Page 25 - Jewish Book Annual Volume 30

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For a number of years the Library retained its cultural status
in the new building, bu t by 1960 the Jewish population had
largely moved into the suburbs. In order to retain its central
situation, the Library sold its building to the Bibliotheque
Nationale de Quebec and moved to rented quarters once more.
These new premises were intended as an interim location until
permanent headquarters could be erected. However, the continu­
ing emergency in Israel prevented the Library from launching
its building campaigns and successive leases were signed, des­
pite the inadequate space and other disadvantages in the rented
quarters. Notwithstanding the difficulties imposed by such con­
fined housing, all Library programs continued and in several
instances actually were expanded. The restructuring of the ar­
chives program is detailed separately but mention should be
made of the joint programs held with 1’Association Sepharade
Francophone and other French groups, and of the increased ap­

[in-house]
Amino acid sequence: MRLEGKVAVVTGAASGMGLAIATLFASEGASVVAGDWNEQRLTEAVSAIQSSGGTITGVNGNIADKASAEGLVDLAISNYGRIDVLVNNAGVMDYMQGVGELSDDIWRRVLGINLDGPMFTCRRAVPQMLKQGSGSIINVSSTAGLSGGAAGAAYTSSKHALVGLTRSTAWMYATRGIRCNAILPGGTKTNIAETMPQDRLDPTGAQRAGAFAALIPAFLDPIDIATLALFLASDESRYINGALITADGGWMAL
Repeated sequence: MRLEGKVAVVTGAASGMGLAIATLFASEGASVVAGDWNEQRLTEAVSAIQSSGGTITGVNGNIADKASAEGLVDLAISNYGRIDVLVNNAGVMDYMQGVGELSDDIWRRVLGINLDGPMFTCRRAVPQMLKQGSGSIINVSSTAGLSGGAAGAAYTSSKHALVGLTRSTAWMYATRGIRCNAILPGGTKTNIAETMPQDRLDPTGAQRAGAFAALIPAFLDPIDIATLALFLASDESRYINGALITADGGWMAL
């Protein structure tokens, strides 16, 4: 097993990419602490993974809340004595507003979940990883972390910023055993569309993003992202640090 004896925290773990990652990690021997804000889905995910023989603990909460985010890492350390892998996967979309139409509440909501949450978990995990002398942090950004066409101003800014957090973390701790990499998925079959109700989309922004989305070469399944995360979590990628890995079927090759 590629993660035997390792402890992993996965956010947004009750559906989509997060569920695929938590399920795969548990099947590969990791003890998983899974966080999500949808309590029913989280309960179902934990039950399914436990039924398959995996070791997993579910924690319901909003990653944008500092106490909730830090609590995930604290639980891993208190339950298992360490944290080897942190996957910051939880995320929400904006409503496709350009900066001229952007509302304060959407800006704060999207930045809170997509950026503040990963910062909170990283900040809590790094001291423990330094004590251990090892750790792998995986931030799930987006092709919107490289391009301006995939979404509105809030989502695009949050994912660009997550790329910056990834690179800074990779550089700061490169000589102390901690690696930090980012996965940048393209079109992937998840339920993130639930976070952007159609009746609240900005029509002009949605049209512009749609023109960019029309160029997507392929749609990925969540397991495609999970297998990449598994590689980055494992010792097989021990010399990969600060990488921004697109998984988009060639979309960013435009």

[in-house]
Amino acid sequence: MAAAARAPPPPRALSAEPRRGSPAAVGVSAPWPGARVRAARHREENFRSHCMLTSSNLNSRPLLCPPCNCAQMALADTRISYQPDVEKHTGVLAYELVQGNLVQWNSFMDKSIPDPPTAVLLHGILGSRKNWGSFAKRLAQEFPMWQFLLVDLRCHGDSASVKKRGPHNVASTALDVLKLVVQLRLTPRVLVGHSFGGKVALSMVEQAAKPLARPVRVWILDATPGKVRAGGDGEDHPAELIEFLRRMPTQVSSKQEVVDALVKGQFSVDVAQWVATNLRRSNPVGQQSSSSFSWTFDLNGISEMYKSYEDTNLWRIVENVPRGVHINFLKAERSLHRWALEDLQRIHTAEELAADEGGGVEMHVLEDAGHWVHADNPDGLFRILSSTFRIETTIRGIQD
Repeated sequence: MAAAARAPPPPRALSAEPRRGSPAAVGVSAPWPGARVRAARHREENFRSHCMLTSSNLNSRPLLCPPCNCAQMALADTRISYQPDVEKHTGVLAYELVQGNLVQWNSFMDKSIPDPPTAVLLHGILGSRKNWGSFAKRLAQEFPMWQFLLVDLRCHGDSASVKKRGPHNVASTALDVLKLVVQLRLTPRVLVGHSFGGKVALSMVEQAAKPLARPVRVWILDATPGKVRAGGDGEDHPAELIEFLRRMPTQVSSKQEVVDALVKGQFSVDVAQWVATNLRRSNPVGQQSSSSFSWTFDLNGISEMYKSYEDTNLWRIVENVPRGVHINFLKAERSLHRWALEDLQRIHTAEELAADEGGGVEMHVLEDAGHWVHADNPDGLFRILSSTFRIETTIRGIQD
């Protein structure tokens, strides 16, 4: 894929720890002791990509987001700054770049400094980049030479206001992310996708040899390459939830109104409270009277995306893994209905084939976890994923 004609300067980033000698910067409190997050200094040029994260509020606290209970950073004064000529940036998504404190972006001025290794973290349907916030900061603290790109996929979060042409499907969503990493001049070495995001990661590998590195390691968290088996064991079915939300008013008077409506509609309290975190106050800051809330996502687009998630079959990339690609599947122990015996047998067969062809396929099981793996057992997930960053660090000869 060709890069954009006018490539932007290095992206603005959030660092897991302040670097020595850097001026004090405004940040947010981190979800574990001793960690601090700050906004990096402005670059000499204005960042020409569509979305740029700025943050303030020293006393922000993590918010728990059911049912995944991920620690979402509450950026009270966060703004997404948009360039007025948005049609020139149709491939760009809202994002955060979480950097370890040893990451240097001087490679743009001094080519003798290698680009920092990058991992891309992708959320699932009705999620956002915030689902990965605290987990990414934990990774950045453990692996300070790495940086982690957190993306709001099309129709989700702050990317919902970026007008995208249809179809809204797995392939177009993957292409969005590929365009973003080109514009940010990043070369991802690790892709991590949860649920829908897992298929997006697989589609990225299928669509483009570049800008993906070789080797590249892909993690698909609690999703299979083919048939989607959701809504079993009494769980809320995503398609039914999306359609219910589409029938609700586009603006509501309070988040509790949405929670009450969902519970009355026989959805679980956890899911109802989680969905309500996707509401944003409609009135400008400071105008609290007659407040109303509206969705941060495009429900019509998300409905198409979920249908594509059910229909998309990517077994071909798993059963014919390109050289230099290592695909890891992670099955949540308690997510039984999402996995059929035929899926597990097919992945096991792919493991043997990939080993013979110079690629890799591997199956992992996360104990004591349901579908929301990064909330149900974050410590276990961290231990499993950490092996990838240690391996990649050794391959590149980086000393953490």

propriation for the purchase of French books to meet the needs
of the ever-increasing Franco-Jewish population. A recent sur­
vey shows that, of the present Library holdings, 50% are in
English, 30% in Yiddish, 18% in Hebrew and 2% in French.
The total number of volumes in the main library is approxima­
tely 55,000, enhanced by a collection of 35,000 pamphlets and
periodicals. In addition, there are 6,000 books divided among
the Library’s branches4.
In 1967 a joint Library-Allied Jewish Community Services
survey was conducted to explore ways in which the Library’s
usefulness to the community could be enhanced. In 1969 a sup­
plementary study was commissioned by the Jewish Public Library
itself, and the recommendations of these combined reports are
now being implemented, in keeping with the Library’s un ­
remitting effort to increase its effectiveness as the focal point of
Jewish culture. Too, negotiaions begun in 1970 indicate that
the Library’s waiting period is nearly over and that, before
long, the Jewish Public Library will be offering expanded library
and cultural programs from a building of its own. Thus the
Library saga has come full circle.
The Developm en t of Archives
The Jewish Public Library’s Act of Incorporation did not
mention archives, nor were they mentioned in the Amended
Charter of 1919. I t is only in the Supplementary Letters Patent
il ler
— M
o n t r e a l
ew ish
u bl ic
Totals of the number of volumes and the language percentages given
through the courtesy of R. Feingold, librarian, Jewish Public Library.